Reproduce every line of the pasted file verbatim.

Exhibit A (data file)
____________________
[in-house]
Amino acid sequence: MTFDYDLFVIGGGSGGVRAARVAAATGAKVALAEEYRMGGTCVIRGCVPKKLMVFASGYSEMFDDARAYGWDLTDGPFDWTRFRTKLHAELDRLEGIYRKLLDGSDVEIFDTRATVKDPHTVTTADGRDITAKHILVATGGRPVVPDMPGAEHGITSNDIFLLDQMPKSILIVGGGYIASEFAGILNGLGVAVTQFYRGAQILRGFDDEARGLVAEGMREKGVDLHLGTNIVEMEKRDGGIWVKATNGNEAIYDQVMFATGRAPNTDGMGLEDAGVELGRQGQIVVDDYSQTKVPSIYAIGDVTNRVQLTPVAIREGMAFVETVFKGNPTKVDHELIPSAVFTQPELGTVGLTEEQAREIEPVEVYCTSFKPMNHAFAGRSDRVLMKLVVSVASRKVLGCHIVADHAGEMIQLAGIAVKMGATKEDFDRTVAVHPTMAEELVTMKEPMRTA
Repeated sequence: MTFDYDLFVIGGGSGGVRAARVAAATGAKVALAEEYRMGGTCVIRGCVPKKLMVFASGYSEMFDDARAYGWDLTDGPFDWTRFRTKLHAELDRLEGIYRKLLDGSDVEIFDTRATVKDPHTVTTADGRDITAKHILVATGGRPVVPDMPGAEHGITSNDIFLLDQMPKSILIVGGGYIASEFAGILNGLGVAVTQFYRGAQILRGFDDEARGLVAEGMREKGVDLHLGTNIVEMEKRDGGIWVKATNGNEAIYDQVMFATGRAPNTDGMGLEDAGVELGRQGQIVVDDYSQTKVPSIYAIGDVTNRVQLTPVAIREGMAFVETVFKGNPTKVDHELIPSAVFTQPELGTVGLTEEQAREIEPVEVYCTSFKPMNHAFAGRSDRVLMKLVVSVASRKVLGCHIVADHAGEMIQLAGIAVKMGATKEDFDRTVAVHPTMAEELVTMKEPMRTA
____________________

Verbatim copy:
[in-house]
Amino acid sequence: MTFDYDLFVIGGGSGGVRAARVAAATGAKVALAEEYRMGGTCVIRGCVPKKLMVFASGYSEMFDDARAYGWDLTDGPFDWTRFRTKLHAELDRLEGIYRKLLDGSDVEIFDTRATVKDPHTVTTADGRDITAKHILVATGGRPVVPDMPGAEHGITSNDIFLLDQMPKSILIVGGGYIASEFAGILNGLGVAVTQFYRGAQILRGFDDEARGLVAEGMREKGVDLHLGTNIVEMEKRDGGIWVKATNGNEAIYDQVMFATGRAPNTDGMGLEDAGVELGRQGQIVVDDYSQTKVPSIYAIGDVTNRVQLTPVAIREGMAFVETVFKGNPTKVDHELIPSAVFTQPELGTVGLTEEQAREIEPVEVYCTSFKPMNHAFAGRSDRVLMKLVVSVASRKVLGCHIVADHAGEMIQLAGIAVKMGATKEDFDRTVAVHPTMAEELVTMKEPMRTA
Repeated sequence: MTFDYDLFVIGGGSGGVRAARVAAATGAKVALAEEYRMGGTCVIRGCVPKKLMVFASGYSEMFDDARAYGWDLTDGPFDWTRFRTKLHAELDRLEGIYRKLLDGSDVEIFDTRATVKDPHTVTTADGRDITAKHILVATGGRPVVPDMPGAEHGITSNDIFLLDQMPKSILIVGGGYIASEFAGILNGLGVAVTQFYRGAQILRGFDDEARGLVAEGMREKGVDLHLGTNIVEMEKRDGGIWVKATNGNEAIYDQVMFATGRAPNTDGMGLEDAGVELGRQGQIVVDDYSQTKVPSIYAIGDVTNRVQLTPVAIREGMAFVETVFKGNPTKVDHELIPSAVFTQPELGTVGLTEEQAREIEPVEVYCTSFKPMNHAFAGRSDRVLMKLVVSVASRKVLGCHIVADHAGEMIQLAGIAVKMGATKEDFDRTVAVHPTMAEELVTMKEPMRTA